There are many
reasons for undertaking dental procedures. It could be for dental
maintenance, disease treatment, tooth extraction or restoration
or even for cosmetic reasons. However, the most common aim is to
improve dental health, and occasionally for aesthetic improvement.
procedures may be categorized as the protective/preventive, restorative,
and cosmetic/aesthetic dentistry.
This section of the web site looks at prtective measures for teeth available
A mouth guard is a resilient device placed inside the mouth.
It protects from dental injuries, which are commonly sports-related
(e.g. boxing, American football, ice hockey, wrestling, and the
like). A properly fitted mouth guard can help prevent broken
teeth and injuries to the lips, tongue, face or jaw.
The physical properties required in mouth guards are shock-absorbing
capability, hardness, stiffness, tears strength, tensile strength
and water absorption. An effective mouth guard has all these
physical properties and is comfortable and easy to clean. It
also should not restrict breathing or speech. Modern mouth guards
are made from polyurethane and silicon, among others, as this
proves superior to the earlier rubber-made mouth guards.
Dental sealant is a plastic resin that a dentist bonds into
the grooves of the chewing surface of a tooth with pits and fissures – usually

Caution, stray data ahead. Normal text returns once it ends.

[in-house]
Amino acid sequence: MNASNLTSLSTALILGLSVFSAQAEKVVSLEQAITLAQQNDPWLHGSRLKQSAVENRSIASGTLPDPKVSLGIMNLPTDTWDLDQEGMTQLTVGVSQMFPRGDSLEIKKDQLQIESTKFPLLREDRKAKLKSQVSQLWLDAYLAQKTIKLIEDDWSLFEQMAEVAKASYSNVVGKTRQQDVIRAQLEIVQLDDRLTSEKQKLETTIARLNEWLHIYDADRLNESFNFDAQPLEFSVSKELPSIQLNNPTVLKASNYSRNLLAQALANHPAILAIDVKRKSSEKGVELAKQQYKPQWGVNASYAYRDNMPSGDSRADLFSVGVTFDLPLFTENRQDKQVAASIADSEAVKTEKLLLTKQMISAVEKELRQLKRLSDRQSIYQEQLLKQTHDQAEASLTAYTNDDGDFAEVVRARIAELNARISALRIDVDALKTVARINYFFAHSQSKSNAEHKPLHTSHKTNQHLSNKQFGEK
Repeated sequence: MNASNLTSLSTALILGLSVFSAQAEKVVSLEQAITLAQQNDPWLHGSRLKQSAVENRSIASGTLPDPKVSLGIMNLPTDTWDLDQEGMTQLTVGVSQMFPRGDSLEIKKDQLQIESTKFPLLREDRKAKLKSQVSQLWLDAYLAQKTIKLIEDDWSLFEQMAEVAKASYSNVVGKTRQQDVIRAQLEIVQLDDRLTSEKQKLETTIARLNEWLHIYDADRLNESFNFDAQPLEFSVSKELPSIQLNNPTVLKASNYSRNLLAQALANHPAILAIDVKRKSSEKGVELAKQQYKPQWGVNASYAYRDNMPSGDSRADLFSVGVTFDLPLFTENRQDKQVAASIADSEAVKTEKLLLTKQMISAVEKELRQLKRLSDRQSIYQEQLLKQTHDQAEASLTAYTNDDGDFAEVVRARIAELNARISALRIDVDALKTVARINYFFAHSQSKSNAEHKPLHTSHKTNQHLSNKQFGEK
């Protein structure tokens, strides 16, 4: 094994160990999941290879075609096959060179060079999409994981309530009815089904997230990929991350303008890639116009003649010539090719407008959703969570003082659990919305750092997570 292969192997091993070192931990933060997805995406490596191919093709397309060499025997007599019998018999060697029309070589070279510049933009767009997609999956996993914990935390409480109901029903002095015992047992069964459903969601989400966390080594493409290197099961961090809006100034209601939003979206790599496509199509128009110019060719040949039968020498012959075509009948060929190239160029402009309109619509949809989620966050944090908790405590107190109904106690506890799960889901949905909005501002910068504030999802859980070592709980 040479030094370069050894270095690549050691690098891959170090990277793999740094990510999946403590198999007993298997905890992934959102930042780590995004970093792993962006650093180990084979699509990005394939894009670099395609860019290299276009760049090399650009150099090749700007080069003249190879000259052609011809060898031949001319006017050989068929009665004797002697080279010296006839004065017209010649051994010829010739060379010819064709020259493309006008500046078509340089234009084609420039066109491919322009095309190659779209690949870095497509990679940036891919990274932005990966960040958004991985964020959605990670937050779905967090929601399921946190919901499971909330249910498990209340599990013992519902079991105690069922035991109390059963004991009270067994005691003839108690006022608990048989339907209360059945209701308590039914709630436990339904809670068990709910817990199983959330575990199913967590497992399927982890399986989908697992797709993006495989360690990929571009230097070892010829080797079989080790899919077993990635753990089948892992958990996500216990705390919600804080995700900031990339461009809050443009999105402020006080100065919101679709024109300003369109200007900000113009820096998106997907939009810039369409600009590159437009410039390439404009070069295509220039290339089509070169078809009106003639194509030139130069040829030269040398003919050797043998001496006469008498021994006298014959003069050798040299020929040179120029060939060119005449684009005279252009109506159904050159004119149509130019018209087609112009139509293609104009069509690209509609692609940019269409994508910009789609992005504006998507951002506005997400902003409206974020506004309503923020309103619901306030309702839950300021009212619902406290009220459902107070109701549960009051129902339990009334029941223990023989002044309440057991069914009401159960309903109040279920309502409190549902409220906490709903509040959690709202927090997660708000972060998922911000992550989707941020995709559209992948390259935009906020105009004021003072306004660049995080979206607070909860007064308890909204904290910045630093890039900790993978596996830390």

the molars and premolars-- to help prevent the formation of cavities
or “tooth decay”.
Sealants are of many types and classified according to the material
used, the method of polymerization and whether or not they contain
fluoride. Sealants must be retained in the affected area in order
for it to be an effective barrier, protecting enamel from plaque
First and the second molars are the main candidates for sealant
placement. Patients with a history of dental caries in any tooth
are considered high risk and so sealant may be used on them as
well. Only teeth with the highest risk are normally given this
treatment since sealants are costly.
Fluorides have been used for many years to help prevent dental
decay. Applications of fluoride varnish are a well-established,
safe and effective way to reduce caries in decayed or filled
surfaces, in smooth surface caries. They are not effective in
reducing occlusional caries and should not be used as substitute
for fluoridated water or toothpaste. They, however, provide an
added benefit for children who are at high risk for dental decay.
The main advantage of fluoride varnish is its ability to adhere
strongly to the tooth surface, allowing better uptake of fluoride
into the enamel.
Fluoride varnishes are painted directly onto teeth and are intended
to remain in close contact with enamel for several hours. This
treatment is primarily meant for patients with smooth surface
caries and for those who are at high risk of developing dental
caries. These include insufficient sources of dietary fluoride,
high carbohydrate diets, caretakers who transmit decay-causing
bacteria to their children via their saliva, areas of tooth decalcification,
reduced salivary flow and poor oral hygiene.